This is a great time for women in the world of Children's Literature. So we thought we would share with you some titles we feel are important to share with our youth.
As a child in Pakistan, Malala made a wish for a magic pencil. She would use it to make everyone happy, to erase the smell of garbage from her city, to sleep an extra hour in the morning. But as she grew older, Malala saw that there were more important things to wish for. She saw a world that needed fixing. And even if she never found a magic pencil, Malala realized that she could still work hard every day to make her wishes come true.
There are several titles about Malala for young people, this one is best suited for the youngest audience, with short sentences and beautiful illustrations. Malala's message of hope and perserverance shines through.
Malala Yousafzai is a Pakastani Muslim. From the age of eleven she has been working against those Muslims who believe that girls don't have the right to an education. She paid greatly for this work, inlcuding enduring physical harm. Today, after winning the Nobel Peace Prize, she continues her work to ensure that all children, rich or poor, receive an equal and quality education. This book tells her story in a format easily accesible to elementary readers.
I Am Malala is the remarkable tale of a family uprooted by global terrorism, of the fight for girls' education, of a father who, himself a school owner, championed and encouraged his daughter to write and attend school, and of brave parents who have a fierce love for their daughter in a society that prizes sons.
This book will make you believe in the power of one person's voice to inspire change in the world. Adapted from the adult title with a similar name, this book is for middle grade-teen readers, but could be enjoyed by adults also.Want to Read
This biography for early readers tells the story of the former First Lady, Secretary of State and the first female candidate from one of our two great political parties to ever win the nomination for President of the United States. Hillary Clinton knew from a young age that she wanted to serve the people of our country and with that goal in mind, she forged a career unlike any other woman in our nation. This book chronicles her life from her childhood through the announcement of her presidential run in 2015.
In early 2017, Senator Elizabeth Warren’s refusal to be silenced in the Senate inspired a spontaneous celebration of women who persevered in the face of adversity. Women around the world took this as a call to action, including the daughter of Hillary Clinton, Chelsea Clinton. Inspired by the #shepersisted movement, Chelsea Clinton introduces tiny feminists, mini activists and little kids who are read to take on the world to thirteen inspirational women who never took no for an answer, and who always inevitable and without fail, persisted.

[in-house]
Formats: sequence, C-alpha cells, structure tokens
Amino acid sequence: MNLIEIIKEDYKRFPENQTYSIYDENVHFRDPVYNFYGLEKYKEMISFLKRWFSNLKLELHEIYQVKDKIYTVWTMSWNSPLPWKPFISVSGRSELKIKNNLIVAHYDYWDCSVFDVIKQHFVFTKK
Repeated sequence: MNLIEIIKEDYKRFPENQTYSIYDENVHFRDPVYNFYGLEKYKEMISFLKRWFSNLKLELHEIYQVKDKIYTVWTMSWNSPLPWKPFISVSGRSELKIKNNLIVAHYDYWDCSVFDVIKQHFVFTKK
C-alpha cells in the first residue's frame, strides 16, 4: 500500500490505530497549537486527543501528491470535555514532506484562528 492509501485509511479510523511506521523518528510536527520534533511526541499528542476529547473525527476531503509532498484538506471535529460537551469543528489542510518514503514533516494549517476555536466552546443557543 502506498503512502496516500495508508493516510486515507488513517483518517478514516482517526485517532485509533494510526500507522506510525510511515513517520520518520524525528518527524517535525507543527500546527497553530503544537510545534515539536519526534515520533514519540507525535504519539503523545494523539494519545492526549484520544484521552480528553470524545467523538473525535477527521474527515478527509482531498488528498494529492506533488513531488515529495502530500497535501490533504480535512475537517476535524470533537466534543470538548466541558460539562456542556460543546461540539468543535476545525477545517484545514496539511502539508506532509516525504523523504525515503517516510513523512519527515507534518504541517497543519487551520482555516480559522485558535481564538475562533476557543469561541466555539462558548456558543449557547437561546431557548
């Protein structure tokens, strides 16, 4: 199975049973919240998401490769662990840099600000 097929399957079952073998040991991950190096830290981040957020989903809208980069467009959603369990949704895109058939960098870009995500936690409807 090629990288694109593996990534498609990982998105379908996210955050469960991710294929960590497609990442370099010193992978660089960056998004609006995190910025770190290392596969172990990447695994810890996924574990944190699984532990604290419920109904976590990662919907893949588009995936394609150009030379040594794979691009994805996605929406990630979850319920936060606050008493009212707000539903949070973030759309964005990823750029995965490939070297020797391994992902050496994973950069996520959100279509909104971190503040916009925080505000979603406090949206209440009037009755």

Talk about persisting! Rosa Parks dared to stand up for herself and other African Americans by staying seated at the front of a bush - a right until that time, denied African-Americans, and as a result she helped end public bus segregation and launch the country's Civil Rights Movement. This book tells the story of one of America's icons in a vivacious, conversational way that works well for the youngest nonfiction readers.
Once upon a time, American children couldn’t borrow library books. Reading wasn’t all that important for children, many thought. Luckily Miss Anne Carroll Moore thought otherwise! This is the true story of how Miss Moore created the first children’s room at the New York Public Library, a bright, warm room filled with artwork, window seats, and most important of all, borrowing privileges to the world’s best children’s books in many different languages. This book makes a good read aloud for younger elementary students, but would also appeal to independent readers.
This title highlights the contributions of fifty notable women to the fields of science, technology, engineering, and mathematics (STEM) from the ancient to the modern world.The trailblazing women profiled include well-known figures like primatologist Jane Goodall, as well as lesser-known pioneers such as Katherine Johnson, the African-American physicist and mathematician who calculated the trajectory of the 1969 Apollo 11 mission to the moon. This book celebrates the achievements of the intrepid women who have paved the way for the next generation of female engineers, biologists, mathematicians, doctors, astronauts, physicists, and more! Written for middle grade and teen readers, the illustrations and short passages make this a fun book for adults also, and will work as a read aloud with younger children.